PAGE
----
Just try it, punkThe dagger is the basis for the game’s combat and gameplay. It contains a small portion of the Sands, which allows its user to manipulate time, slowing it down, stopping it or rewinding it for a short period. All of this functions with the help of sand tanks and power tanks. Sand tanks are indicated by a string of circles at the top left of the screen, which become yellow when full. These are used for rewinding time (one tank per rewind), or for a special attack which freezes all enemies on the screen. This bad boy requires six sand tanks, but also six power tanks. These are indicated by crescent shapes next to the sand tanks and are used for all other time-related special attacks. Sand tanks and power tanks can be replenished either by absorbing sand from the enemies the Prince vanquishes or from sand fields, which look like small puffs of sand dotted around the palace. Each sand field fills all power tanks and all sand tanks, while Got sand?absorbing sand from an enemy fills one sand tank at a time. Once all tanks are full, it begins filling half a power tank at a time. Absorbing eight sand fields will create a new sand tank, while absorbing sand from 16 enemies will create a new power tank (although you can only have as many as you do sand tanks). Overall, this is a rather redundant and convoluted system, and subsequent games in the series wisely get rid of power tanks altogether.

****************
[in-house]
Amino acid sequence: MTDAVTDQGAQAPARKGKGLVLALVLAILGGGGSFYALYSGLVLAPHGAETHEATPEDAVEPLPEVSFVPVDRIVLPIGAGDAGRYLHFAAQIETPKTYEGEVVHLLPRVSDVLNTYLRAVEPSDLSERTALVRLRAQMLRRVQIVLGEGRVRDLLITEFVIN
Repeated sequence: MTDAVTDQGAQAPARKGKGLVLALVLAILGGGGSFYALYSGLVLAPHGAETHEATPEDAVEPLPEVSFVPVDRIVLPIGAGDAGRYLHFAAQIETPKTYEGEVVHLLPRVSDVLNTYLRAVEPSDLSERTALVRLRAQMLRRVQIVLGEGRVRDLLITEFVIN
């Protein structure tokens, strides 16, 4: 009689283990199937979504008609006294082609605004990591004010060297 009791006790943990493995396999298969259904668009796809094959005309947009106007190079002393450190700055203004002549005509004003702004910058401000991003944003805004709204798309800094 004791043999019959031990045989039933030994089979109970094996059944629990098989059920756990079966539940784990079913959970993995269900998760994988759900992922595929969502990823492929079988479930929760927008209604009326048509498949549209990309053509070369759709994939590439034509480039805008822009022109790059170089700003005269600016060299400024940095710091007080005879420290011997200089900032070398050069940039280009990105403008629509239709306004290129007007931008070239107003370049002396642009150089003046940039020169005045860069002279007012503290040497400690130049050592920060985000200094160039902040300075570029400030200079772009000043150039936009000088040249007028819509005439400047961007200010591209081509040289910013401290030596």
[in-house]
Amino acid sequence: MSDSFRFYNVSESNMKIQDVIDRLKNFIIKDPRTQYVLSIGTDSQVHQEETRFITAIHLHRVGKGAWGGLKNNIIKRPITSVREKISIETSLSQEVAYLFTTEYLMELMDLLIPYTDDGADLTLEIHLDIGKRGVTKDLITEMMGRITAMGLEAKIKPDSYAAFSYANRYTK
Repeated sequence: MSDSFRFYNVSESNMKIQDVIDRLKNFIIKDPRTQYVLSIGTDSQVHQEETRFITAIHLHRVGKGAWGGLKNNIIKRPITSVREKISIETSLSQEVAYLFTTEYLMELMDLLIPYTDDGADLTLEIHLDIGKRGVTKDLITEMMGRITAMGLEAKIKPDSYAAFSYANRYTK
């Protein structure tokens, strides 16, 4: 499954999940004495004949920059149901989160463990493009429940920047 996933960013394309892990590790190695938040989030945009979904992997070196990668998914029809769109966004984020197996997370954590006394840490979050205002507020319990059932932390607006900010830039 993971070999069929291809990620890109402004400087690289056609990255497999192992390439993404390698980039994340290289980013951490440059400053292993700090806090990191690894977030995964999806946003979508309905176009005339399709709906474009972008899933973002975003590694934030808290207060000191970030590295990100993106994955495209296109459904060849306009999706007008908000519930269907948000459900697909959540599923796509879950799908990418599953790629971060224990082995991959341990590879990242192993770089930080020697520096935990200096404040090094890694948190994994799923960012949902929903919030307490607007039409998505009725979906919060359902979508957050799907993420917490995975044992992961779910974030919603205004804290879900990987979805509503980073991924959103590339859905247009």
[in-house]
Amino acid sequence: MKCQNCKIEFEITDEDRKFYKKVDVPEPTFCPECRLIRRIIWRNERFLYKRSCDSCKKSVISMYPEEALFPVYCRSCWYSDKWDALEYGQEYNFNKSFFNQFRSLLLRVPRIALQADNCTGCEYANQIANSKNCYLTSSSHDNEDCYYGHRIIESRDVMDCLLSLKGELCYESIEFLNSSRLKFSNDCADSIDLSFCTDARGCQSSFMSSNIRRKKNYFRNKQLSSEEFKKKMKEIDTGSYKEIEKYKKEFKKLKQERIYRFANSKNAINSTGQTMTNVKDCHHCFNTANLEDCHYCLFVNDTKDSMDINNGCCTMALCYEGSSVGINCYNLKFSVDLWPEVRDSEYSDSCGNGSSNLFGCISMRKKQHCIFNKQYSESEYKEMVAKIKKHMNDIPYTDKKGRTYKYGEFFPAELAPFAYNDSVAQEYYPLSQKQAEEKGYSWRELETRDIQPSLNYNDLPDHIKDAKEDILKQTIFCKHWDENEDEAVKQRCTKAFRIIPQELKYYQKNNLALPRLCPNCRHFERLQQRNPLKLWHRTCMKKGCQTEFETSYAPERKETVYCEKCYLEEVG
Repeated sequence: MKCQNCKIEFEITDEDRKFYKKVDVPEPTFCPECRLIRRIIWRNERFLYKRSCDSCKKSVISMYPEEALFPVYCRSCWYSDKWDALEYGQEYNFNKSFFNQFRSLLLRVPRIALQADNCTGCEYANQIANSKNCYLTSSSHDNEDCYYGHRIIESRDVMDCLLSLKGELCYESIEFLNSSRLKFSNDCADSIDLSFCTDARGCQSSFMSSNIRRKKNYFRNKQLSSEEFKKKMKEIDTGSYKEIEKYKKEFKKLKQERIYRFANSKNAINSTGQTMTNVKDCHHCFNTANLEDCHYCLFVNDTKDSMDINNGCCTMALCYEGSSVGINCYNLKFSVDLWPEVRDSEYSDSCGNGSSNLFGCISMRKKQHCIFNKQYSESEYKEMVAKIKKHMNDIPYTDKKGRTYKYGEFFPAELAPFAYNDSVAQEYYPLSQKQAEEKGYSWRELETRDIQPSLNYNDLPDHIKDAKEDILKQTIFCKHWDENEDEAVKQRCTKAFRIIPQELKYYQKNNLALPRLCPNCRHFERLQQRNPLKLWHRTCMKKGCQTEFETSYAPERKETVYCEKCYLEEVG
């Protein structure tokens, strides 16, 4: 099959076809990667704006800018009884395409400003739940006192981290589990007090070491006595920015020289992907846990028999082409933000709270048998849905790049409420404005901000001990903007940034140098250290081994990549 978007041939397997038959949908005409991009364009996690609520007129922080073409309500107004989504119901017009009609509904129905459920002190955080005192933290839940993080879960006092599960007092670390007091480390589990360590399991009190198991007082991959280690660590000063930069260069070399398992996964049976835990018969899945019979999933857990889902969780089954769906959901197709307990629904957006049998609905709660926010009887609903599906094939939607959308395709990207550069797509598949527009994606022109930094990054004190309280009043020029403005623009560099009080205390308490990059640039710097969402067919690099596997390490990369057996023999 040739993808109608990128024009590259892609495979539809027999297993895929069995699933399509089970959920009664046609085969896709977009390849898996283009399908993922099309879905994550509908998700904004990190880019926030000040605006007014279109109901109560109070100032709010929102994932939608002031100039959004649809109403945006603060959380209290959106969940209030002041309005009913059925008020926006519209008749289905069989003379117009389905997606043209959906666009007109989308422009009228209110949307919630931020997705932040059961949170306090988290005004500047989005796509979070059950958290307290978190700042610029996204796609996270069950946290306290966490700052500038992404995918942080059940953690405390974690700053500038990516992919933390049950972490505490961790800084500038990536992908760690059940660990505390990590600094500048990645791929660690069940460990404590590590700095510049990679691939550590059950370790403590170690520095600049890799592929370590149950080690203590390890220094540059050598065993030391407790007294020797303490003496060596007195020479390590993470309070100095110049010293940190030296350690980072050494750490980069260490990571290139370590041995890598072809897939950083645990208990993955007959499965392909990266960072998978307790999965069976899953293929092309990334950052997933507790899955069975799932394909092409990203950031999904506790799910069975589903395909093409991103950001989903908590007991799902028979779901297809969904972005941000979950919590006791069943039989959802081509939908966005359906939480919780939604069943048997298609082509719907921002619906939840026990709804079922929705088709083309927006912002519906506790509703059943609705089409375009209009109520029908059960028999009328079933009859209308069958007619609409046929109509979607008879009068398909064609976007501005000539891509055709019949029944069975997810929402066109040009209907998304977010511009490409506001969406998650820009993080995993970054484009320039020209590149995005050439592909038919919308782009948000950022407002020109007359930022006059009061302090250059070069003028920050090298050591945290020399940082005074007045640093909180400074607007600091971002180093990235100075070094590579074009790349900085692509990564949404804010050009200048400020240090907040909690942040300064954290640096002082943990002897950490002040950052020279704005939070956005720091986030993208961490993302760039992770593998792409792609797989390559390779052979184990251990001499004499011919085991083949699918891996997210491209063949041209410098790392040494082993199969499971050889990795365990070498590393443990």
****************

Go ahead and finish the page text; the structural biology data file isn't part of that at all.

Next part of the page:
Care for a drink?Other gameplay elements include fountains…or any body of water, really. You see, drinking water recovers the Prince’s health. A good steak would’ve made more sense to me, but what do I know? There are also several hidden areas (recognisable as corridors hung with draperies) which all lead the Prince to the same mysterious fountain, then inexplicably vanish. Drinking from that fountain increases his maximum health. Finally, there are also sand clouds, which enable the Prince to save, but also provide a sped-up flash-forward of his progression through the next area. And while these are accurate at first, they gradually become disturbingly less so, showing the Prince falling to his death and so on.